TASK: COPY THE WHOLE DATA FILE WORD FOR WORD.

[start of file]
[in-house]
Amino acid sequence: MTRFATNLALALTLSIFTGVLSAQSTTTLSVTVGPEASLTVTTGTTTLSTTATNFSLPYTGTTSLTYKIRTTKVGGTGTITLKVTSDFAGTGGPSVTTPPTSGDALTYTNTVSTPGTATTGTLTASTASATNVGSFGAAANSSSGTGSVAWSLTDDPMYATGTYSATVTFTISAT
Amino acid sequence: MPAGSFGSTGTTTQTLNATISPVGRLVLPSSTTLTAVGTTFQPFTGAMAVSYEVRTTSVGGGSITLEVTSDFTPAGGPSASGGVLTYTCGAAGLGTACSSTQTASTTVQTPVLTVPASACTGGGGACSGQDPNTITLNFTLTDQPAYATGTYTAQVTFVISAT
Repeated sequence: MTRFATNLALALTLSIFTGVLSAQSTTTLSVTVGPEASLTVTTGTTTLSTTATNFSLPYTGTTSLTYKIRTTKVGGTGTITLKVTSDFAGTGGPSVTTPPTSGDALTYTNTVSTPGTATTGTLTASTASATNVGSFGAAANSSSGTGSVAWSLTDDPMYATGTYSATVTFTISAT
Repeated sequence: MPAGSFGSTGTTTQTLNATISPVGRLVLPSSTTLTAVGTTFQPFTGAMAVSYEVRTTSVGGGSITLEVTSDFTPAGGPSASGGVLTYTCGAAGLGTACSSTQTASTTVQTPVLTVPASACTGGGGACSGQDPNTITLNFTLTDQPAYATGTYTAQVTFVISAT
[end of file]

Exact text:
[in-house]
Amino acid sequence: MTRFATNLALALTLSIFTGVLSAQSTTTLSVTVGPEASLTVTTGTTTLSTTATNFSLPYTGTTSLTYKIRTTKVGGTGTITLKVTSDFAGTGGPSVTTPPTSGDALTYTNTVSTPGTATTGTLTASTASATNVGSFGAAANSSSGTGSVAWSLTDDPMYATGTYSATVTFTISAT
Amino acid sequence: MPAGSFGSTGTTTQTLNATISPVGRLVLPSSTTLTAVGTTFQPFTGAMAVSYEVRTTSVGGGSITLEVTSDFTPAGGPSASGGVLTYTCGAAGLGTACSSTQTASTTVQTPVLTVPASACTGGGGACSGQDPNTITLNFTLTDQPAYATGTYTAQVTFVISAT
Repeated sequence: MTRFATNLALALTLSIFTGVLSAQSTTTLSVTVGPEASLTVTTGTTTLSTTATNFSLPYTGTTSLTYKIRTTKVGGTGTITLKVTSDFAGTGGPSVTTPPTSGDALTYTNTVSTPGTATTGTLTASTASATNVGSFGAAANSSSGTGSVAWSLTDDPMYATGTYSATVTFTISAT
Repeated sequence: MPAGSFGSTGTTTQTLNATISPVGRLVLPSSTTLTAVGTTFQPFTGAMAVSYEVRTTSVGGGSITLEVTSDFTPAGGPSASGGVLTYTCGAAGLGTACSSTQTASTTVQTPVLTVPASACTGGGGACSGQDPNTITLNFTLTDQPAYATGTYTAQVTFVISAT